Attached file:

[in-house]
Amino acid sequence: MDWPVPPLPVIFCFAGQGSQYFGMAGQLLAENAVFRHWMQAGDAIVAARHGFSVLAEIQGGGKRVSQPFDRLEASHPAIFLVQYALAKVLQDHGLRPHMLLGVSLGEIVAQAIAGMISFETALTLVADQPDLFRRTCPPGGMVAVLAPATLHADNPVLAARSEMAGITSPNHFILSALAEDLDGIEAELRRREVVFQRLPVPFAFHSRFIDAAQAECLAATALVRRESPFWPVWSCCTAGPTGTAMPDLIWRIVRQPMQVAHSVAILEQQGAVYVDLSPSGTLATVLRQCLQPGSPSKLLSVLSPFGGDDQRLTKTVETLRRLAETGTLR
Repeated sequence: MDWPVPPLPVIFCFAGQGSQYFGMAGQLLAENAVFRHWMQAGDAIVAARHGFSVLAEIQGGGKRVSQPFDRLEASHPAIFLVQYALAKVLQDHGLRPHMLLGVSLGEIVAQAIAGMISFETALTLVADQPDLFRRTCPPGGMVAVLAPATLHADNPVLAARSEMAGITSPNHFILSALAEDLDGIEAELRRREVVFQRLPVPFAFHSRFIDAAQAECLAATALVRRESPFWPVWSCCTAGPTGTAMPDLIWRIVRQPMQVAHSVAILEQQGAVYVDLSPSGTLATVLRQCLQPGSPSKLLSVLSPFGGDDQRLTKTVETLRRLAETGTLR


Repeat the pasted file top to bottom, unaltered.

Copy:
[in-house]
Amino acid sequence: MDWPVPPLPVIFCFAGQGSQYFGMAGQLLAENAVFRHWMQAGDAIVAARHGFSVLAEIQGGGKRVSQPFDRLEASHPAIFLVQYALAKVLQDHGLRPHMLLGVSLGEIVAQAIAGMISFETALTLVADQPDLFRRTCPPGGMVAVLAPATLHADNPVLAARSEMAGITSPNHFILSALAEDLDGIEAELRRREVVFQRLPVPFAFHSRFIDAAQAECLAATALVRRESPFWPVWSCCTAGPTGTAMPDLIWRIVRQPMQVAHSVAILEQQGAVYVDLSPSGTLATVLRQCLQPGSPSKLLSVLSPFGGDDQRLTKTVETLRRLAETGTLR
Repeated sequence: MDWPVPPLPVIFCFAGQGSQYFGMAGQLLAENAVFRHWMQAGDAIVAARHGFSVLAEIQGGGKRVSQPFDRLEASHPAIFLVQYALAKVLQDHGLRPHMLLGVSLGEIVAQAIAGMISFETALTLVADQPDLFRRTCPPGGMVAVLAPATLHADNPVLAARSEMAGITSPNHFILSALAEDLDGIEAELRRREVVFQRLPVPFAFHSRFIDAAQAECLAATALVRRESPFWPVWSCCTAGPTGTAMPDLIWRIVRQPMQVAHSVAILEQQGAVYVDLSPSGTLATVLRQCLQPGSPSKLLSVLSPFGGDDQRLTKTVETLRRLAETGTLR